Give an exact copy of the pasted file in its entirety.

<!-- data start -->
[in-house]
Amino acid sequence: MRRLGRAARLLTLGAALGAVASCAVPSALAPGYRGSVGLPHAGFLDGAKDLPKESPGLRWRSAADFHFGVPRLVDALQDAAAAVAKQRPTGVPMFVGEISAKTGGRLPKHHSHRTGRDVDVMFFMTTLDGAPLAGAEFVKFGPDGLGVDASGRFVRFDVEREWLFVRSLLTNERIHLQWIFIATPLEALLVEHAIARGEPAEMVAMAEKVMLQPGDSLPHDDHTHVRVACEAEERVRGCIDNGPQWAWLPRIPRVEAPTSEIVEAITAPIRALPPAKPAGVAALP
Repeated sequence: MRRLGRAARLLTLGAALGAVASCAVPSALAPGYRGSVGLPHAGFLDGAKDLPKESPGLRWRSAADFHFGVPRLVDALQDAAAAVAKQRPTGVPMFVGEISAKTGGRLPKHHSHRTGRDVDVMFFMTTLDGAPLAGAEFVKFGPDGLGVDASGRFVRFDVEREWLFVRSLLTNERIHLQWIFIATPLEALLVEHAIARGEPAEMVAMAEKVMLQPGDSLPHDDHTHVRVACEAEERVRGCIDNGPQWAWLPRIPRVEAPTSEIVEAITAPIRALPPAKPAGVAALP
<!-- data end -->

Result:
[in-house]
Amino acid sequence: MRRLGRAARLLTLGAALGAVASCAVPSALAPGYRGSVGLPHAGFLDGAKDLPKESPGLRWRSAADFHFGVPRLVDALQDAAAAVAKQRPTGVPMFVGEISAKTGGRLPKHHSHRTGRDVDVMFFMTTLDGAPLAGAEFVKFGPDGLGVDASGRFVRFDVEREWLFVRSLLTNERIHLQWIFIATPLEALLVEHAIARGEPAEMVAMAEKVMLQPGDSLPHDDHTHVRVACEAEERVRGCIDNGPQWAWLPRIPRVEAPTSEIVEAITAPIRALPPAKPAGVAALP
Repeated sequence: MRRLGRAARLLTLGAALGAVASCAVPSALAPGYRGSVGLPHAGFLDGAKDLPKESPGLRWRSAADFHFGVPRLVDALQDAAAAVAKQRPTGVPMFVGEISAKTGGRLPKHHSHRTGRDVDVMFFMTTLDGAPLAGAEFVKFGPDGLGVDASGRFVRFDVEREWLFVRSLLTNERIHLQWIFIATPLEALLVEHAIARGEPAEMVAMAEKVMLQPGDSLPHDDHTHVRVACEAEERVRGCIDNGPQWAWLPRIPRVEAPTSEIVEAITAPIRALPPAKPAGVAALP